Regional Contacts

Stephanie Frankish - Cyber Prevent Officer
[email protected]
01707 355 480 / 07736 481 014

Andy Baldwin - Cyber Prevent Officer
[email protected]
01707 355 480 / 07872 047 565

Social Media

Positive Cyber Skills

Skills in coding, gaming, computer programming, cyber security or anything IT-related are in high demand and there are many careers and opportunities available to anyone with an interest in these areas. Whatever your skills or interests there is something for everyone – a number of organisations offer internships, insight days and apprenticeships

Top reasons to look for a career in cyber security include:

• A good salary from the start and attractive benefit packages

• These career choices are in high demand not just in the UK but also abroad-which means young people have an opportunity to travel to new places whilst learning new cyber skills

• Being part of a dynamic industry – never a dull day with the opportunity to keep refreshing skills and expanding their knowledge of the cyber-world

• Highly transferable skills that can be applied to any industry

• Becoming a Digital Defender by helping companies and people to stay safe and fight cyber crime

There are also a number of organisations to help young people develop cyber skills:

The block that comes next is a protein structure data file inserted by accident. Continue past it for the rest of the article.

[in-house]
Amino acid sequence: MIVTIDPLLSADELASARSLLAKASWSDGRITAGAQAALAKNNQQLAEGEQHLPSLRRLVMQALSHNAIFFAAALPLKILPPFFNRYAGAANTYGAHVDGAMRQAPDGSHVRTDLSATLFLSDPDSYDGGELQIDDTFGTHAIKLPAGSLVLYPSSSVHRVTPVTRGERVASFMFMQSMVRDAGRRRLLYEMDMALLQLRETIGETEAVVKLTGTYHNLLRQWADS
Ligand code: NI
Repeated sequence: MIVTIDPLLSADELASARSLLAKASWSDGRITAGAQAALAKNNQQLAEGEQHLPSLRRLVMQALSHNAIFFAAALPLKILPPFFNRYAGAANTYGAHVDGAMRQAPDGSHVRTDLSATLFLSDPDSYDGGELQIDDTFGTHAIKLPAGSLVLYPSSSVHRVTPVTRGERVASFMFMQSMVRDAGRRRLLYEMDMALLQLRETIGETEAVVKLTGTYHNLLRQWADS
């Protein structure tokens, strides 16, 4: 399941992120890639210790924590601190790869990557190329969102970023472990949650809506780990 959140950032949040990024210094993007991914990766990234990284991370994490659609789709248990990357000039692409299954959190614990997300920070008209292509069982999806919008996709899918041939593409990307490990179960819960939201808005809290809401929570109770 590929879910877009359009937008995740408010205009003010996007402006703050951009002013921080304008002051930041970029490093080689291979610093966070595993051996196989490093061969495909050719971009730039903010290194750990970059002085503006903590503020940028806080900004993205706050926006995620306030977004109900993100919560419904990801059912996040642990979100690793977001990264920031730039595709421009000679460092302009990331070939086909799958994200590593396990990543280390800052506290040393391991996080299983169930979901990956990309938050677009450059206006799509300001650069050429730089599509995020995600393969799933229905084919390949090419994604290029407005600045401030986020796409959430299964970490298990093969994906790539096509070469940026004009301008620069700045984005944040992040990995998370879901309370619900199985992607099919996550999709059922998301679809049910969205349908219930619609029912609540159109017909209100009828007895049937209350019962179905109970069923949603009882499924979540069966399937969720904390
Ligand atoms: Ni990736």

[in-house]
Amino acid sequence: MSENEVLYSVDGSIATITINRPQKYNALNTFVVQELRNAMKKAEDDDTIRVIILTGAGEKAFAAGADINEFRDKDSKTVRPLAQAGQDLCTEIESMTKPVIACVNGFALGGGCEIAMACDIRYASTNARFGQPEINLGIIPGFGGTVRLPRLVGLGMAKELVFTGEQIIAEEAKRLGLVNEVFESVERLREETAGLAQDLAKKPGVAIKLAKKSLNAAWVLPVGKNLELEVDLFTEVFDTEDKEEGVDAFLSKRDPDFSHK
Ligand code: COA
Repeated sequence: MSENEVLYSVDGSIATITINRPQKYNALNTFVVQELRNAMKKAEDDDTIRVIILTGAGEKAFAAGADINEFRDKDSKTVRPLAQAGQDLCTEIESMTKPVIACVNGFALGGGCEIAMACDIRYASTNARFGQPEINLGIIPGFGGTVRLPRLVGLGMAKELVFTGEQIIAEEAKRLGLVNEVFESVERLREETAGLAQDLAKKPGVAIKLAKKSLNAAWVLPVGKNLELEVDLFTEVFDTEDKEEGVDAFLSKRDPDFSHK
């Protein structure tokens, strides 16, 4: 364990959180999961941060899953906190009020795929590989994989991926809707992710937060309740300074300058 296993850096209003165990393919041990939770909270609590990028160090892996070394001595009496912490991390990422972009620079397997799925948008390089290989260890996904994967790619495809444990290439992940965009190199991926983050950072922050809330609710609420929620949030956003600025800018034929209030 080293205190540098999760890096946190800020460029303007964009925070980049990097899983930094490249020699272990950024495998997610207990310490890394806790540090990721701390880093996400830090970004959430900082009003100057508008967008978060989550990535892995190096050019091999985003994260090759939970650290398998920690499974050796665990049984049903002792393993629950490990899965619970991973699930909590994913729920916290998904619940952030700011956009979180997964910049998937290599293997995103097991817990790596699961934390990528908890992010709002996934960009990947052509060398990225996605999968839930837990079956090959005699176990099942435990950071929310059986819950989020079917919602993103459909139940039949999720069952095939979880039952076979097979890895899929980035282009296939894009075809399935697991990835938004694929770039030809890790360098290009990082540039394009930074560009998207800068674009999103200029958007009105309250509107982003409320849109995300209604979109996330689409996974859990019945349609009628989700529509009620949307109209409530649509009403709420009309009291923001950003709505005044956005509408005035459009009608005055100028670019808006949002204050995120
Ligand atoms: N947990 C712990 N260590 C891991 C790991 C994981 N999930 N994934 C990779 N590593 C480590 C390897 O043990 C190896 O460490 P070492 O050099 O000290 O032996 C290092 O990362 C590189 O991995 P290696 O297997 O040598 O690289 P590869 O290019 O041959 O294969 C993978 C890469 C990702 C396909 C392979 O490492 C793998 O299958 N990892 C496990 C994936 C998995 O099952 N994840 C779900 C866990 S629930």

Cyber Security Challenge UK - a series of national competitions, learning programmes and networking in coding and programming.

GCHQ Careers – here you can find out about what jobs with the tech industry your skills match, there are job profile too where GCHQ staff talk about what they get up to in their role. You can also find out more about GCHQ’s Cyber First programme for University Students, Apprenticeships and Summer Schools for teenagers.

Video Game Ambassadors – part of UKIE (UK Interactive Entertainment), learn what it is like to become a game developer or how to get a job in the gaming industry

Also keep an eye out on what is going on in our local libraries, clubs, colleagues or universities for activities or opportunities for young people of all ages.

There are opportunities at school and university for young people to learn cyber skills such as penetration testing in safe and legal environments.

Deterrents and alternative opportunities

It’s important to understand why more young people are becoming involved in cyber crime in order to ensure proper deterrents and alternative opportunities are available for people to enhance their skills and allow them to use positively. Working alongside CREST, the NCCU Prevent Team have produced a discussion paper around young peoples pathway into cyber crime and how to promote positive alternatives.

Advice for teachers

If you’re worried about one of your students speak to them about what is illegal, the consequences of cyber crime, and show them positive ways to use their skills (see above). You should also make the student’s parents aware of your concerns.

Cyber Security Challenge UK has developed a lesson plan lesson plan and interactive game to teach people about the Computer Misuse Act.

If you believe that your school is the victim of a cyber crime attack, or a student is committing cyber crime, report to police by calling 101.

If you believe you have been a victim of cyber crime, please report to Action Fraud.

Previous Newsletters